“We’re concentrating our studies andopportunities built around gas being sold into the domestic market and we’ll leave the North West Shelf and export market to the big boys,” Mr Munachen said.
The Perth Basin
Although its focus is mainly on Arrowsmith, Norwest has a number of other interests in the Perth Basin that give the company a solid foundation inthe area. Norwest holds 100 per cent of TP/15, a permit area off the coast near Dongara inside the 3 nautical mile wide state territorial boundary.
TP/15 is close to the Jingemia, Eremia and Cliff Head oil fields and the Dongara gas field. Norwest is in discussions with potential farm-in partners to assist with funding future work programs on the permit.
“In the meantime we are planning a 2D seismic program over the area which would be part of the farm-out package,” Mr Munachen said.
In the northwest Perth Basin the company has a 20 per cent interest in the EP 368 permit and 22.22 per cent interest in the EP 426 permit, in joint venture with operator Empire Oil and Gas and others.
The project is estimated to contain potential recoverable reserves of 3mmbbls of oil in the Arranoo Member and 22mmbbls of oil in the Dongara Sandstone, with the possibility of a further 300bcf of gas.
“The North Erregulla prospect lies on the boundary between these two blocks, and a 3D seismic acquisition program is planned for 2014 to further define the target,” Mr Munachen said.
“These blocks have the potential for both oil and unconventional gas.” Norwest is also interested in an area located at the southern end of the onshore Perth Basin, along the coast in Special Prospecting Authority STP-EPA-0064.
“Norwest is in the process of finalising negotiations with the Traditional Owners, the Yued people,” Mr Munachen said.
“We expect to sign off an access agreement with them in the New Year, in which case the SPA will be converted to an exploration permit. It will probably take another six months for that to happen.
“Then we would conduct a 3D seismic program over the most prospective part of the block, however this would be unlikely to occur until 2015.”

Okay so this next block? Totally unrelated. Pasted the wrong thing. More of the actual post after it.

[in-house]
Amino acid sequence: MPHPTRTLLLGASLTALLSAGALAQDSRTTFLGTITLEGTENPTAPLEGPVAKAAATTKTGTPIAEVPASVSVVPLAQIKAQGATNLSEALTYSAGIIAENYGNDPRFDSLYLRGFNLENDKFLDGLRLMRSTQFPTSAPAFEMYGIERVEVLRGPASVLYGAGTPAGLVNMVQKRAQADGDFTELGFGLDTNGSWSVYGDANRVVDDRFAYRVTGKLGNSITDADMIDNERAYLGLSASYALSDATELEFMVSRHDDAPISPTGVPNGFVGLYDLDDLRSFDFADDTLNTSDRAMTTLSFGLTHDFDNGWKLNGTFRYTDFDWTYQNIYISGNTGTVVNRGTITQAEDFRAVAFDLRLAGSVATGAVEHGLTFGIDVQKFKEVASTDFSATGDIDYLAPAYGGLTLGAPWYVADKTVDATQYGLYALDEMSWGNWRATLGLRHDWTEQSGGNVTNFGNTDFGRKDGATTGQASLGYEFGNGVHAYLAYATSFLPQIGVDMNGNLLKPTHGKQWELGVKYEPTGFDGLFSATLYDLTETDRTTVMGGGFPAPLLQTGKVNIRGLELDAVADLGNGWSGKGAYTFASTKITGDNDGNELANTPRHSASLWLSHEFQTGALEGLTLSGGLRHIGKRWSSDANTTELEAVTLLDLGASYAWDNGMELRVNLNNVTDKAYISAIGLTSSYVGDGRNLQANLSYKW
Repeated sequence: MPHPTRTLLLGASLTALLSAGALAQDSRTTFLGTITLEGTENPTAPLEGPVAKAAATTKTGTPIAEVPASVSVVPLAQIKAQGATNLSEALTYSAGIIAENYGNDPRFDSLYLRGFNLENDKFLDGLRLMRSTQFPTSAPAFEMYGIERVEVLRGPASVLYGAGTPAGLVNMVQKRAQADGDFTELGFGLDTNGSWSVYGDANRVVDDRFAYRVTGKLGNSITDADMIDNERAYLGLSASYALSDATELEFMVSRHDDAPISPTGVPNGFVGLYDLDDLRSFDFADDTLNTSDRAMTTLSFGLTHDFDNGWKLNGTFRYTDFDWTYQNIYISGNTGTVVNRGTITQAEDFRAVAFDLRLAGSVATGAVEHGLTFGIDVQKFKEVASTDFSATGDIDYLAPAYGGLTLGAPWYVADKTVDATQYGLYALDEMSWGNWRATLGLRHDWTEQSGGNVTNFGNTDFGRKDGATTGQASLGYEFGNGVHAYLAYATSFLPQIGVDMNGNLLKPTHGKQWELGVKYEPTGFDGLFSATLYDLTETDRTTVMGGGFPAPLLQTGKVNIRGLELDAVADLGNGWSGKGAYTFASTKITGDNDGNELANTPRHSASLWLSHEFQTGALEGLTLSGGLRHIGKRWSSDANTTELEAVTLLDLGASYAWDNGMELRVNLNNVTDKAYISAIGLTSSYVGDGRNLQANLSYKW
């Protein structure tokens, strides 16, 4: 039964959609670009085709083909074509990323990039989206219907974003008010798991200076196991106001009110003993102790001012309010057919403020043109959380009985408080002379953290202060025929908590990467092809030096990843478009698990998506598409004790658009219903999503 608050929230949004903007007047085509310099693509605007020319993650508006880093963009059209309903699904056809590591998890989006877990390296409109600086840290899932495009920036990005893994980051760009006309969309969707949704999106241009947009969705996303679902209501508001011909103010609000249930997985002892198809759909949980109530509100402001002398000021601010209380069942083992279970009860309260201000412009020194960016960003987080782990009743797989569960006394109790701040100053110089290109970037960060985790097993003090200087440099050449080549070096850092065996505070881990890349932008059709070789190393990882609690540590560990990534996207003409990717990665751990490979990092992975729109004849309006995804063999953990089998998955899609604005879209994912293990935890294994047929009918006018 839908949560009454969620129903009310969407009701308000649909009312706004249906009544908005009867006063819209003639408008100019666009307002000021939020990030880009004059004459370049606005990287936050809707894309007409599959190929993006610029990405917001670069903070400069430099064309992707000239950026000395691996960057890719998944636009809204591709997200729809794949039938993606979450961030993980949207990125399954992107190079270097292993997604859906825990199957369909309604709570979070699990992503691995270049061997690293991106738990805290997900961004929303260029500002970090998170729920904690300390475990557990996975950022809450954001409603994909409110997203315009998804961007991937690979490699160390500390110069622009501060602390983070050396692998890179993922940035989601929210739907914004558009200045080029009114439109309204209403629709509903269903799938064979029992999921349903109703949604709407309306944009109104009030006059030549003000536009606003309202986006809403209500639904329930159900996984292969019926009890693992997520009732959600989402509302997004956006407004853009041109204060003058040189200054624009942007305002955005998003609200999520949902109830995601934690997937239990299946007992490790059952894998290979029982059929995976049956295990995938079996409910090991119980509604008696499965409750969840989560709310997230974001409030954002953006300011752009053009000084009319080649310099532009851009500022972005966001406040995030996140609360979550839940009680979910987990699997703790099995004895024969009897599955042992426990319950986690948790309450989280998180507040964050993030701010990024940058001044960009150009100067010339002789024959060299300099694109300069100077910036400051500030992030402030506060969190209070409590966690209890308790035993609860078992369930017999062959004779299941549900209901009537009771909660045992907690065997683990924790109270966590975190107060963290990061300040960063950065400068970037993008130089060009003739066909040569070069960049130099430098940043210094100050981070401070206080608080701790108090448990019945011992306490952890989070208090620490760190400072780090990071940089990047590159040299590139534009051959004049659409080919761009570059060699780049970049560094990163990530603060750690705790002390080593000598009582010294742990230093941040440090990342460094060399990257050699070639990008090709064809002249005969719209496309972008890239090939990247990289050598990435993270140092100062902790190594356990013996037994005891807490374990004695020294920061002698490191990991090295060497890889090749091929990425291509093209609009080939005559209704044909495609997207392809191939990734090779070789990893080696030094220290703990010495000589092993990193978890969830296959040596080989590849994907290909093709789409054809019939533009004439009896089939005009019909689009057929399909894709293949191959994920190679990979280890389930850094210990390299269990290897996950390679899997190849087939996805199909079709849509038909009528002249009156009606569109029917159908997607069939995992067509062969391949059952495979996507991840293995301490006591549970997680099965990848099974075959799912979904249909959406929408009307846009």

The UK
Norwest’s interests in the Wessex Basin fit with the company’s strategy of looking for significant oil and gas discoveries in underexplored regions.
“Preliminary results have been very positive and indicate Norwest’s geological model for the basin is sound,” the company’s website stated.
The area contains Western Europe’s largest onshore oil field, Wytch Farm, which is immediately west of Norwest’s offshore acreage and has reserves estimated to be 500mmbbls.
Norwest operates and has a 65 per cent interest in permit P1928, offshore Southern England in the English Channel, opposite its two onshore permits. The project is a joint venture between Norwest and Wessex Corporation, which holds the remaining 35 per cent.
Mr Munachen said the offshore permits surrounded the Wytch Farm oil field and the company was “very optimistic about its potential”.
The licences were awarded to the company in 2011 and it has identified six structural leads with a 15 to 32 per cent chance of success. The company still needs to interpret recently acquired 2D seismic data to define prospects suitable for a drilling program during 2014 and 2015.
Onshore, the PEDL 239 permit on the Isle of Wight is another area of interest for Norwest; it has the potential for both conventional and unconventional hydrocarbons. The company’s last UK asset, PEDL 238 on the coast of Dorset, could also contain several attractive leads. Norwest holds a 75 per cent interest in PEDL 239 and a 50 per cent interest in PEDL 238, and is operator of both permits.
Across Norwest’s three project areas, an evaluation identified several significant oil and gas leads.
“We see excellent potential with the UK blocks however we are working to farm those out to assist with future permit commitments,” Mr Munachen said.
The future
Norwest has expressed great confidence about the future of the burgeoning shale industry in WA.
The company has a solid base in the Perth Basin and is looking forward to success at its Arrowsmith operation, but although there were upsides to the area it was still only a young industry, Mr Munachen said.
“The potential for the industry is really good,” he said.
“One of the challenges of course is the availability of equipment and reducing the cost of drilling and fracking wells to a more economic level.
“As activities ramp up you’ll get more equipment providers and service providers appearing on the scene.”
Mr Munachen said there was a lot of activity on the horizon and Norwest was excited and optimistic about its future in the Perth Basin.